And, since MN4 is ON state, the state of MN1 is determined according to the state of the NMOS transistor MN3, and thus whether the metal resistance R3 is to be fused or not depends on ON/OFF states of the transistor MN3. Specifically, if MN3 turns ON the voltage of the node N8 becomes the low state, which leads the result that the NMOS transistor MN1 becomes the "off" state and the metal resistor R3 is not fused.

On the contrary, if MN3 turns OFF, a passage of the current flowing through MN4 is disappeared, and MN1 turns ON. Thus, the trimming current (Itrim) flows through MN1 and R3. Since a high voltage of the power supply voltage or more is applied to the terminal VPGM, the Itrim becomes a high current and the resistor R3 is fused because the resistor is composed of metals. After the fusing of the resistor R3, the state of the node N2 becomes "high" because MP2 is in the ON state, and the signal which is in a desired state is output from DOUT.

In the operation as above, when the trimming is needed by fusing the resistor R3 in the FUSE mode, the data which is in the "low" state should be loaded on DFF so as to be turned OFF MN3. While, when the trimming is not needed, the data which is in the "high" state should be loaded on DFF so as to be turned ON MN3. In other words, the trimming is performed by loading the data on DFF in the FUSE mode by taking the complement of the optimum value obtained in the PROGRAM mode. In order to widen the correction range of the offset, the number of bits should be increased by making the trimming circuit having a lot of stages (refer to FIG. 3).

As shown in FIG. 3, the trimming circuit according to the present invention has the advantage that the number of pins is not increased though the number of bits is increased.

In FIG. 3, each D flip-flop (DFF) of each cell is connected in series to form a shift register. For example, in case of 4-bits, the PROGRAM mode is set by applying the signal of the "high" state to the terminals PGM and EN and applying the signal of the "low" state to the terminal VPGM, in order to obtain the corrected offset value as described above. And, the offset characteristic of the main circuit to be trimmed is measured by loading the digital data including from 0000 to 1111 on the 4-bit shift register, and the value of the shift register is determined as a corrected optimum offset value when the offset is minimum.

Then, the FUSE mode is set and the complement of the optimum value obtained in the PROGRAM mode is loaded on the shift register. Then, a high voltage is applied to the terminal VPGM so as to complete the trimming.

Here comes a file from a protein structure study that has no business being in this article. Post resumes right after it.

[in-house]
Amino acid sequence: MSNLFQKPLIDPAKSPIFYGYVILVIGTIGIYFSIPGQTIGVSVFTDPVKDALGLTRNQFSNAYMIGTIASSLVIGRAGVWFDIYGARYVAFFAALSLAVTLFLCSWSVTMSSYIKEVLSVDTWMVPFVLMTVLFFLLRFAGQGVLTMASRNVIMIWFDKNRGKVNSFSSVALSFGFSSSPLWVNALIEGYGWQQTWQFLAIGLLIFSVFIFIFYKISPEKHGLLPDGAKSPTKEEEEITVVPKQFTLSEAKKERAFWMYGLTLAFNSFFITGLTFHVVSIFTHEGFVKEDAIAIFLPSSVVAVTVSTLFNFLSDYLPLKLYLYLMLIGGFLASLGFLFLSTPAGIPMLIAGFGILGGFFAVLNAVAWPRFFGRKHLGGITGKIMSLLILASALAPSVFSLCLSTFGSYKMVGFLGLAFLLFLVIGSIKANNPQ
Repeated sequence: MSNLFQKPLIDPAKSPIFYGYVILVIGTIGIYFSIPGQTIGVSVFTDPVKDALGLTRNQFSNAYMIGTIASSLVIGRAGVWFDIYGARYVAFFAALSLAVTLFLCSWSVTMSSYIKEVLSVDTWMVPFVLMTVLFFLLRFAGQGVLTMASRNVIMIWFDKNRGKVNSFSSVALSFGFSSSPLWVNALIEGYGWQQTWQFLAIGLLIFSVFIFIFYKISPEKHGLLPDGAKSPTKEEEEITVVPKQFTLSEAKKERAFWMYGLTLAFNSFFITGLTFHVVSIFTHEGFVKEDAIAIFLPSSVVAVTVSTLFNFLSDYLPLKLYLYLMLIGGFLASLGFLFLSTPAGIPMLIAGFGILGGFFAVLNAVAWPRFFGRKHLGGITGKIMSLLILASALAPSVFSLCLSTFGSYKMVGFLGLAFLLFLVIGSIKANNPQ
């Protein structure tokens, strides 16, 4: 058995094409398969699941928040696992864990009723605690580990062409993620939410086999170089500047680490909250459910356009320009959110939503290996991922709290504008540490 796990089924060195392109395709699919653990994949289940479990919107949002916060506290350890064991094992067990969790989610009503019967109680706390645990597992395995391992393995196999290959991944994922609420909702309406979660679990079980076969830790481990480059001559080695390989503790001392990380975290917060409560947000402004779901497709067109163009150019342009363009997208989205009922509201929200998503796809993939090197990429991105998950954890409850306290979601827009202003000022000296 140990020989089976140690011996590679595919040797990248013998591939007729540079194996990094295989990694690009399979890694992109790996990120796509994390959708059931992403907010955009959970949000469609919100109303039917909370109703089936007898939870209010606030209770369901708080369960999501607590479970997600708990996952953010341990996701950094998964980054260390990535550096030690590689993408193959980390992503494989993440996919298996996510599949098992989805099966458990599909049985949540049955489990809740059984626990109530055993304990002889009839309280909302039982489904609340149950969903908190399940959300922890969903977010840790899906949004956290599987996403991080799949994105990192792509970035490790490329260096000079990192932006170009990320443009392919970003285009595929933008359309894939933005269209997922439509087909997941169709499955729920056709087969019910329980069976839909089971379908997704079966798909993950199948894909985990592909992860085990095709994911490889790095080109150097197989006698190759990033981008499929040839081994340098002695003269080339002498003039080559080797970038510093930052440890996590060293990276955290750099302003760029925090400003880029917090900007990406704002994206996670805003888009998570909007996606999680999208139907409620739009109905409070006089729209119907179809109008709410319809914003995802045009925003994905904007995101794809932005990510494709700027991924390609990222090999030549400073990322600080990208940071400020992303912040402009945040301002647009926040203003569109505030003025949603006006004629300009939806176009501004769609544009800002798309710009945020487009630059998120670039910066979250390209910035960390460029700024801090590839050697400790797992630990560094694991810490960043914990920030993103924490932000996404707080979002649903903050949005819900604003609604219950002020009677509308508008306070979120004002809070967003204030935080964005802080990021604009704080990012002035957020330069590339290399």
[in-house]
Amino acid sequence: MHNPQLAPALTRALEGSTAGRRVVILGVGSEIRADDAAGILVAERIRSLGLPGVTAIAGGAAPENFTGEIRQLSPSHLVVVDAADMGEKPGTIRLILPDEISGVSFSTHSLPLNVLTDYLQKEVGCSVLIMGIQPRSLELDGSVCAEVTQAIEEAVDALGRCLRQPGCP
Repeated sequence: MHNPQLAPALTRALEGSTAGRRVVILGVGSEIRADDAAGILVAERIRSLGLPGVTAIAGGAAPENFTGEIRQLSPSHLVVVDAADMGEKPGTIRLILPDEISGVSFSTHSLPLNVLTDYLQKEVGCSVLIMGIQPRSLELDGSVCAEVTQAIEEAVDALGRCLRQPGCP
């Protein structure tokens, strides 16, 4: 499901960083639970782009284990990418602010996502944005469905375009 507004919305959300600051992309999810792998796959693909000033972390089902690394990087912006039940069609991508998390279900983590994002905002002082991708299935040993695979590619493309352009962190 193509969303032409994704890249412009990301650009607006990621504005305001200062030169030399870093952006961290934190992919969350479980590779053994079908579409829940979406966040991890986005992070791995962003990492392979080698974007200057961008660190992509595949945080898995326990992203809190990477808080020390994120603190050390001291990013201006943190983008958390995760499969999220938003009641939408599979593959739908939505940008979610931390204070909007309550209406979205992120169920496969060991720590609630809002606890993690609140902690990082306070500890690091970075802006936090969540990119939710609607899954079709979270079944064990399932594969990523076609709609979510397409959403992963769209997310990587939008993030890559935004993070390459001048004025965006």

According to the offset trimming circuit of the present invention, it is possible to obtain the optimum trimming value within the offset trimming range. And, the offset trimming circuit of the present invention has advantages that the number of pins is not increased though the offset trimming range is widen, and any additional process is not required.

As described above, although the present invention has been described in detail with reference to illustrative embodiments, the invention is not limited thereto and various modifications and changes may be effected by one skilled in the art within the scope of the invention.

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Reference
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Referenced by
Citing PatentFiling datePublication dateApplicantTitle
US6169393 *Apr 27, 2000Jan 2, 2001Fujitsu LimitedTrimming circuit
US6993467Dec 5, 2000Jan 31, 2006Toko, Inc.Method and circuits for performing offline circuit trimming
US7307529Dec 17, 2004Dec 11, 2007Impinj, Inc.RFID tags with electronic fuses for storing component configuration data
US8077511Jul 27, 2007Dec 13, 2011Synopsys, Inc.Hybrid non-volatile memory
US8111558Oct 2, 2007Feb 7, 2012Synopsys, Inc.pFET nonvolatile memory
US8122307Jun 27, 2007Feb 21, 2012Synopsys, Inc.One time programmable memory test structures and methods
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Classifications
U.S. Classification327/525, 327/307
International ClassificationG11C17/18, H03K19/00
Cooperative ClassificationG11C17/18
European ClassificationG11C17/18
Legal Events
DateCodeEventDescription
Jun 22, 2011FPAYFee payment
Year of fee payment: 12
Jun 21, 2007FPAYFee payment
Year of fee payment: 8
Jun 9, 2003FPAYFee payment
Year of fee payment: 4
Jul 11, 1997ASAssignment
Owner name: ELECTRONICS AND TELECOMMUNICATIONS RESEARCH INSTIT
Free format text: ASSIGNMENT OF ASSIGNORS INTEREST;ASSIGNORS:OH, CHANG-JUN;KIM, OOK;KWON, JONG-KEE;AND OTHERS;REEL/FRAME:008641/0904;SIGNING DATES FROM 19970417 TO 19970418